Film Review: Pyaasa

Pyaasa is justly lauded as a masterpiece of 1950s India cinema. It’s a fantastic film whose melancholy twists and turns make for a refreshingly individual film.

Written, produced, directed and staring Guru Dutt, the 1957 film was his follow-up to the commercial success that was Mr & Mrs ’55 and he used the rewards from that film to make a darker counterpart.

Pyaasa sees Dutt play an unemployed poet and, following his unemployed newspaper cartoonist in Mr & Mrs ’55, you’d be forgiven for thinking Pyaasa was set to follow its predecessor’s pleasingly familiar story arc.

Instead in Pyaasa (The Thirsty One) we see Dutt’s Vijay start in poverty, depression and familial strife, and then sink further as his poetry fails to gain the recognition it deserves.

He goes missing following an alcoholic visit to the red light district, is presumed dead, and in his absence his poetry is published and acquires a devoted following. But as his star is rising Vijay is confined in an asylum.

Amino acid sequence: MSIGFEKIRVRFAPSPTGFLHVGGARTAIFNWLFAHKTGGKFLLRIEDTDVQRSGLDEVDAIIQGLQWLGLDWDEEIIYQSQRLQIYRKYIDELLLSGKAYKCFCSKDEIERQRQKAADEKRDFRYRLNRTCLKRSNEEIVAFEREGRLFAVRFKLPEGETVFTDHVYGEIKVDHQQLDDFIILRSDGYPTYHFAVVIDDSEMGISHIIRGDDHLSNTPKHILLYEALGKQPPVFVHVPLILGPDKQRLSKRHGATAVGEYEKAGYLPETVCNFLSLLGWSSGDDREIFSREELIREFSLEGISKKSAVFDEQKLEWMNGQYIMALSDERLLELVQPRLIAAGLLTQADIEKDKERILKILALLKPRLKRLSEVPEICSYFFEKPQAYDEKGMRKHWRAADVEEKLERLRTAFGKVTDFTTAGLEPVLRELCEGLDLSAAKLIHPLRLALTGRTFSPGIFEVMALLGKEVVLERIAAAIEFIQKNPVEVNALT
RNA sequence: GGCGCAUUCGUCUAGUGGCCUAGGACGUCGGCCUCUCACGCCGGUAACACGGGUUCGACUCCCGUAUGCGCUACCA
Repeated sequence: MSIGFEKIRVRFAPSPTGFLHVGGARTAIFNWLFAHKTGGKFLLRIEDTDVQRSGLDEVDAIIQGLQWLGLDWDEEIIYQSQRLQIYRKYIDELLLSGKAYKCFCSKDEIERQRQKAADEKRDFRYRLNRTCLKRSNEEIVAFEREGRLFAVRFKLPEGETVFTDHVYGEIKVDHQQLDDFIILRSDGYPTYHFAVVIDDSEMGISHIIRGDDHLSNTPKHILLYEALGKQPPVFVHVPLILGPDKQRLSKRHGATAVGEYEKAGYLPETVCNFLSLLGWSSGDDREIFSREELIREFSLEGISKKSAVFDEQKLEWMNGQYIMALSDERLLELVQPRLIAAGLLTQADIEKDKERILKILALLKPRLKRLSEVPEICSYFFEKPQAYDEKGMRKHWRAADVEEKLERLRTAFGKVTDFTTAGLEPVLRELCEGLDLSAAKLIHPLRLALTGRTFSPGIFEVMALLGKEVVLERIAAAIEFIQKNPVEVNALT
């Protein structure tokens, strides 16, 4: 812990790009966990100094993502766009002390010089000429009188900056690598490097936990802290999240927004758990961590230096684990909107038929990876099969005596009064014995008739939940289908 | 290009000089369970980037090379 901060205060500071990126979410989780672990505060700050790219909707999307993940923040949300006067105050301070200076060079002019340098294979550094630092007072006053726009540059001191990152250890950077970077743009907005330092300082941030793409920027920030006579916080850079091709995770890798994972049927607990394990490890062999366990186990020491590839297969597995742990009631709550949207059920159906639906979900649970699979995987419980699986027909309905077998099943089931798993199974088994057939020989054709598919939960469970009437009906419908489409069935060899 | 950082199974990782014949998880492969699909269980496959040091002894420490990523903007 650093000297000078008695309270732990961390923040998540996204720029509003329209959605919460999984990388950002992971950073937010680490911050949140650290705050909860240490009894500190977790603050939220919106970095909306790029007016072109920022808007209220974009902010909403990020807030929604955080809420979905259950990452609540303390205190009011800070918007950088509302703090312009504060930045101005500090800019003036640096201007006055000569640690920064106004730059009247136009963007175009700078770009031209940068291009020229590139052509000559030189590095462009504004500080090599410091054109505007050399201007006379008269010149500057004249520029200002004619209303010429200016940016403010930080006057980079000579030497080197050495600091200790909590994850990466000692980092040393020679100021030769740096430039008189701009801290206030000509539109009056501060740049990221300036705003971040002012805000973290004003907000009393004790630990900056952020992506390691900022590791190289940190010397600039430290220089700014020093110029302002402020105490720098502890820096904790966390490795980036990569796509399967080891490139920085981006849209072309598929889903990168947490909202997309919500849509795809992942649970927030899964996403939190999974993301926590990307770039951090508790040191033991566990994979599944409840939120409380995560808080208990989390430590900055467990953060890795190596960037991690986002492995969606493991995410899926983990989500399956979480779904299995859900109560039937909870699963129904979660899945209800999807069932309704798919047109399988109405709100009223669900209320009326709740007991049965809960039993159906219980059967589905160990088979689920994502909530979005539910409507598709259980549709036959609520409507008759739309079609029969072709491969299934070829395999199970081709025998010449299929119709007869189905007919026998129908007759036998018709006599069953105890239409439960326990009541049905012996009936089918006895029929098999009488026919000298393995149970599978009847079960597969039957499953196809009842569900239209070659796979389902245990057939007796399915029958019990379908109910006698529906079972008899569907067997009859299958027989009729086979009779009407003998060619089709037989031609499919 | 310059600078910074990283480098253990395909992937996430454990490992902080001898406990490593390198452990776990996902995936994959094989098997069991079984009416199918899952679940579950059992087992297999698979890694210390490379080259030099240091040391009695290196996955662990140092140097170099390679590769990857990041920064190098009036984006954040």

Another central plot strand, and one more event you don’t expect to see in a mainstream Bollywood film today, nevermind one from the 1950s, is the love that blossoms between Vijay and Gulabo, the prostitute (with a heart of gold, naturally) played by Waheeda Rehman.

Comic actor Johnny Walker, who appeared in Dutt’s earlier film Mr & Mrs ’55 also has a role here, making a welcome – if somewhat hammy – appearance as itinerant head masseur Abdul Sattar.

This was another film shown on UK television as part of Channel Four’s autumn Bollywood Classics season, and so far is among my favourites.

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